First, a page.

Two scenes: a boy reading a book in a quiet space and then a man at a busy family dinner.

One Way I Use AudioBooks

I loved being an only child. I had no competition for mom’s love, and there was always a quiet reading nook at hand. Things were simple when it was just me. And then I got married to a woman from a large family and everything in my life changed.

Family dinners with the in-laws are best described as chaotic wrangling. Kids run through the halls and adults talk over the noise. Appliances whirr in the background and a football game blares on the television set. I stand in the middle of it all trying not to feel dizzy.

Recently, I’ve taken up the study of philosophy. What I’ve noticed is that reading philosophy feels a little like standing in my mother-in-law’s kitchen. That’s because every philosopher has a “system” for thinking, and quite often, those systems clash. There’s so many schools of thought that it can be impossible to know where to start. So, this week, I read A.C. Grayling’s, The History of Philosophy. Well, I listened to it on Audible which was quite the feat. It was over 28 hours of conversation the covered every thinker from Plato to Simone de Beauvoir. I think I retained 3% of what I listened to, but I did get something valuable out of the exercise. I discovered the hills and valleys of my interest.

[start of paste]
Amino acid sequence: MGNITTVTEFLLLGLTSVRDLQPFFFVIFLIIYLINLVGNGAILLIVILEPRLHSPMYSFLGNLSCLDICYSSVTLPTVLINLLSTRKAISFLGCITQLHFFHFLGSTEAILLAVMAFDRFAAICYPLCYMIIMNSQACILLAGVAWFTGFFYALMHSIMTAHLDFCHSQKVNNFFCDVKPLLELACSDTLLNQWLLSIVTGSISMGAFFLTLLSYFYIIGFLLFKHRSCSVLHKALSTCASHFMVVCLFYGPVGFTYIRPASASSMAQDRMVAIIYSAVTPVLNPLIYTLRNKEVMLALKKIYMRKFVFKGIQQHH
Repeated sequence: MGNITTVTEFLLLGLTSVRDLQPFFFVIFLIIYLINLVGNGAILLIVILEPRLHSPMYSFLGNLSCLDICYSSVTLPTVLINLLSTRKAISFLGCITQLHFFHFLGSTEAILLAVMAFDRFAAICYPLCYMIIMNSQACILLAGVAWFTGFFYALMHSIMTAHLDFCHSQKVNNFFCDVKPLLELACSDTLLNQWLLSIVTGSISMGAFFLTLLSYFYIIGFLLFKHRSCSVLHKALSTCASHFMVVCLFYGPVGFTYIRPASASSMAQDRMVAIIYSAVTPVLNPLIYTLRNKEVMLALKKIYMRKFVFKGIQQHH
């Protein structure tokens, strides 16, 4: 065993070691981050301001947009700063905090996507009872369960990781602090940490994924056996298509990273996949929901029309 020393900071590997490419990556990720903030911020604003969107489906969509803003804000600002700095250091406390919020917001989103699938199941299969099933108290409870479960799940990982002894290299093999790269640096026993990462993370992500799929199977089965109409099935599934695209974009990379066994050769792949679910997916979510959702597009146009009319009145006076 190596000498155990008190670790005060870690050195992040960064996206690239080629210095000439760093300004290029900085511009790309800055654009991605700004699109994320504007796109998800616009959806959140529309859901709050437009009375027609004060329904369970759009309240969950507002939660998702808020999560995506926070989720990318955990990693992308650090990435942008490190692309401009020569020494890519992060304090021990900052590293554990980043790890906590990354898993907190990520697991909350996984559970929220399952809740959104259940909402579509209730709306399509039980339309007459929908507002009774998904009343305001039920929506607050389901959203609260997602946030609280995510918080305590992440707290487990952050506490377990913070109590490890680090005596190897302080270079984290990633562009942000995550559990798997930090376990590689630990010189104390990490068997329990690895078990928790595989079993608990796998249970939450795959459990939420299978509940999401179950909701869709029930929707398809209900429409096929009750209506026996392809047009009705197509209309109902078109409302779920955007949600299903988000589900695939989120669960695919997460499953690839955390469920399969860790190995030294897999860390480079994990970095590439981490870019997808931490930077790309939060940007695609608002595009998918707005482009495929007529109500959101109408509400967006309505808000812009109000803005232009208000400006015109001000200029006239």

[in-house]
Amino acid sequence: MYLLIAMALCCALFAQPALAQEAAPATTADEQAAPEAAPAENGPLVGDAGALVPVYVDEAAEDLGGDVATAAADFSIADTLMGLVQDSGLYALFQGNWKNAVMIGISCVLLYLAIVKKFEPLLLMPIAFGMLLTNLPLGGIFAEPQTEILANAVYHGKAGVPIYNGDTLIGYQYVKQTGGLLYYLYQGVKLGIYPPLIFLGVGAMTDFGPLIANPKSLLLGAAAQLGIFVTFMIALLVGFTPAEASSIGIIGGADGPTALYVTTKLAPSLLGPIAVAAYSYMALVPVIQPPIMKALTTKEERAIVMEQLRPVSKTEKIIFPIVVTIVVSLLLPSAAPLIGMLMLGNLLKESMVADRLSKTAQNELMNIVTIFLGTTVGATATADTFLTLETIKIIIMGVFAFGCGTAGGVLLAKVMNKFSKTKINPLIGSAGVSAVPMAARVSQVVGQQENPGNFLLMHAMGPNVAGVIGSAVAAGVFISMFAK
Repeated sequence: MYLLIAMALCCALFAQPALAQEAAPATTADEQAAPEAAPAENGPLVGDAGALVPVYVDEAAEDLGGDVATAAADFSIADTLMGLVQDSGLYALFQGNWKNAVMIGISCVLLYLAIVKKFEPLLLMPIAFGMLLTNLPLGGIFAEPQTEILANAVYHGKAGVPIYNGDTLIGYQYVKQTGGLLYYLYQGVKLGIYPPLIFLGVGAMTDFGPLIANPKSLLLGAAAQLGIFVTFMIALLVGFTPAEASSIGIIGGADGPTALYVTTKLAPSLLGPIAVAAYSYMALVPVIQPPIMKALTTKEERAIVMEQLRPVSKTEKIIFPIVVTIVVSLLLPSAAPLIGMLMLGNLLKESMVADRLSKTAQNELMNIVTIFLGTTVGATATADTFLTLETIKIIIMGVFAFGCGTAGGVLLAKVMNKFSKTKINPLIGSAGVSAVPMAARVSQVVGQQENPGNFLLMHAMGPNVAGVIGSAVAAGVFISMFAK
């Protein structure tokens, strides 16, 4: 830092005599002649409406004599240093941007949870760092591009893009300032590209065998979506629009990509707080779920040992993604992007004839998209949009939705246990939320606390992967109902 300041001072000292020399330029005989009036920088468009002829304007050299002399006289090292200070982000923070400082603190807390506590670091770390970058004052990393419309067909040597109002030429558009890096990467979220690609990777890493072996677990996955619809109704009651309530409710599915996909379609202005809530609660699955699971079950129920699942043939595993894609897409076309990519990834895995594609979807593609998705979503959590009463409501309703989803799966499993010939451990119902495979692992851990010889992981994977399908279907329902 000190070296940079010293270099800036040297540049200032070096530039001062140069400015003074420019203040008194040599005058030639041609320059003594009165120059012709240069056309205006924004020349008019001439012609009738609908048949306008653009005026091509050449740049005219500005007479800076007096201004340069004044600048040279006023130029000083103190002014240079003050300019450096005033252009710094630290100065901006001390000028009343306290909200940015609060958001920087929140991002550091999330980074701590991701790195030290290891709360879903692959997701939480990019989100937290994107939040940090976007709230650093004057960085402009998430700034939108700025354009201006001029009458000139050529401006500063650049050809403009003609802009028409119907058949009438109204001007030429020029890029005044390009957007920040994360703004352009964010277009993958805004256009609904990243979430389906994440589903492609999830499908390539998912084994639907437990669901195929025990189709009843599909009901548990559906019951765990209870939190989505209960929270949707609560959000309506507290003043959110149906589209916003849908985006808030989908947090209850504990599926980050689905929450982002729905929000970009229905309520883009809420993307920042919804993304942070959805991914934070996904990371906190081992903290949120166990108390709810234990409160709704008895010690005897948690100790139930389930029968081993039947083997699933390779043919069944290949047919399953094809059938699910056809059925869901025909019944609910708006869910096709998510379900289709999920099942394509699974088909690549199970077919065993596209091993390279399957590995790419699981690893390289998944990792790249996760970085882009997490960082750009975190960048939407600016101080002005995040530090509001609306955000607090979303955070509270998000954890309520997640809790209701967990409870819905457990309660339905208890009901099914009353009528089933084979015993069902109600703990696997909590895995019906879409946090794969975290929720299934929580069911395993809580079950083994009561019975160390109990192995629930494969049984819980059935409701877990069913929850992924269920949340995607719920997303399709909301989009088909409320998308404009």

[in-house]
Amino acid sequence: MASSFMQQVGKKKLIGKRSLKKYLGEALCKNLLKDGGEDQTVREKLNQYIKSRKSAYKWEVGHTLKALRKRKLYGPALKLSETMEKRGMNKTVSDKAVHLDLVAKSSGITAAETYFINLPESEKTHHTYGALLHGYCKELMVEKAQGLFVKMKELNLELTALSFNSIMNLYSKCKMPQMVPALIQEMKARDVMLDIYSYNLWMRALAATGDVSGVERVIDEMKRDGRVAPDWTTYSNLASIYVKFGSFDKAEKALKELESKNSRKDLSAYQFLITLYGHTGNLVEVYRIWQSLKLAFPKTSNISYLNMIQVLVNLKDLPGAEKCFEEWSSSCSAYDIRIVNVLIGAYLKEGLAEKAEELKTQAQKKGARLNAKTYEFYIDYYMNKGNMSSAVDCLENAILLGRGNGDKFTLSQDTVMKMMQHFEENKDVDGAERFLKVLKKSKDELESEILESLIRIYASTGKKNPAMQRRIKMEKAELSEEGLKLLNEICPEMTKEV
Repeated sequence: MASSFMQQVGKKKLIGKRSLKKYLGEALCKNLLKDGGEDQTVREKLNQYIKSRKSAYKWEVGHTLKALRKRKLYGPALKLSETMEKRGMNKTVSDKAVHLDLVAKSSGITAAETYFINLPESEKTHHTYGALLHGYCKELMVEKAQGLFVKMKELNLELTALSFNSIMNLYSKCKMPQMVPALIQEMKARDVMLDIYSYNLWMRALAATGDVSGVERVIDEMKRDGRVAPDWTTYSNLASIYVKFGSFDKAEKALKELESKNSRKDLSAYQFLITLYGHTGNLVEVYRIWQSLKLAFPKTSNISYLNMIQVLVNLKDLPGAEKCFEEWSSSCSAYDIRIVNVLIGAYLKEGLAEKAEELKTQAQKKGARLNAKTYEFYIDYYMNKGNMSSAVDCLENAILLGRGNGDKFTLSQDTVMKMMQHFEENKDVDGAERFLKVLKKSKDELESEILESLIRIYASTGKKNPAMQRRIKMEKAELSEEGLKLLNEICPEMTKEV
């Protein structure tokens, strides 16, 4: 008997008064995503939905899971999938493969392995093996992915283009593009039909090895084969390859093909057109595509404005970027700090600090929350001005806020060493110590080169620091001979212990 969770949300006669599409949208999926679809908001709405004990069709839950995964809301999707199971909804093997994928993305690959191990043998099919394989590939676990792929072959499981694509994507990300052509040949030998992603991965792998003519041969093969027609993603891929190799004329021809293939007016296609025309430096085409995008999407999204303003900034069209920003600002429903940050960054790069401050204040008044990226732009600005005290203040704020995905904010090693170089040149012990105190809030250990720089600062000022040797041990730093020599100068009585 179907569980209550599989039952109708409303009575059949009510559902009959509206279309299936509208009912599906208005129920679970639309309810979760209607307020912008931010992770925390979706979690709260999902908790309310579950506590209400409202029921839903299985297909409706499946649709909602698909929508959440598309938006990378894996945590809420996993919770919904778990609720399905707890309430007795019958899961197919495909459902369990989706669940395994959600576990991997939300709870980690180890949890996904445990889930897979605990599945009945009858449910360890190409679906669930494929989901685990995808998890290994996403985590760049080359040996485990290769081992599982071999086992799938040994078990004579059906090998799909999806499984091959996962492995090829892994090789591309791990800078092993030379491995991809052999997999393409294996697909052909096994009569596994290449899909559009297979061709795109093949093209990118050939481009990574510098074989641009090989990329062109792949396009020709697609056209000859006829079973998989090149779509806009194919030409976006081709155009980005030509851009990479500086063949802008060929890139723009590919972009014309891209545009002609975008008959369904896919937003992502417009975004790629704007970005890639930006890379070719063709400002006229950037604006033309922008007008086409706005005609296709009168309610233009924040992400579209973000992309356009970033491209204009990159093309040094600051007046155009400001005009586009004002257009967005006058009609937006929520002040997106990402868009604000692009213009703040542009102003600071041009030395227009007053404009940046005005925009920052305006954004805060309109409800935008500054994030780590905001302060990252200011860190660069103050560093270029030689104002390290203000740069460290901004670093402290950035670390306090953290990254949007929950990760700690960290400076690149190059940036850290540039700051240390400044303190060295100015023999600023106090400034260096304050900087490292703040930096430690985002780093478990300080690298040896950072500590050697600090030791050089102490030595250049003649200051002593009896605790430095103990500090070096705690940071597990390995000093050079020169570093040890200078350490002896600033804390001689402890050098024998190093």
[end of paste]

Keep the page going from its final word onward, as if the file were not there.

I didn’t approach this book the way I do most, which is to read slowly, take notes, and apply the ideas. Instead, I listened passively as I worked in my wood shop building furniture for my son. As the narrator spoke, I got a chance to “get a lay of the land.” I got to learn how each of the philosophers fit together, showing me which thinkers I’d like to spend more time with (the hills) and which ones don’t interest me so much (the valleys).

Next, I bought the paper copy of the book. It’s over 600 pages of madness, but now I can go back and reference the philosophers that interest me and read their sections with interest and care. It’s a good entry point to a field of study.

This approach to reading is much like taking a survey. Start by casting a wide net on the topic, and then when you know what you’re aiming at, you can hone in and study what matters. I like starting this approach with the audiobook. It feels less intimidating when I tackle something complex.

Until tomorrow, read slowly – take notes – apply the ideas.

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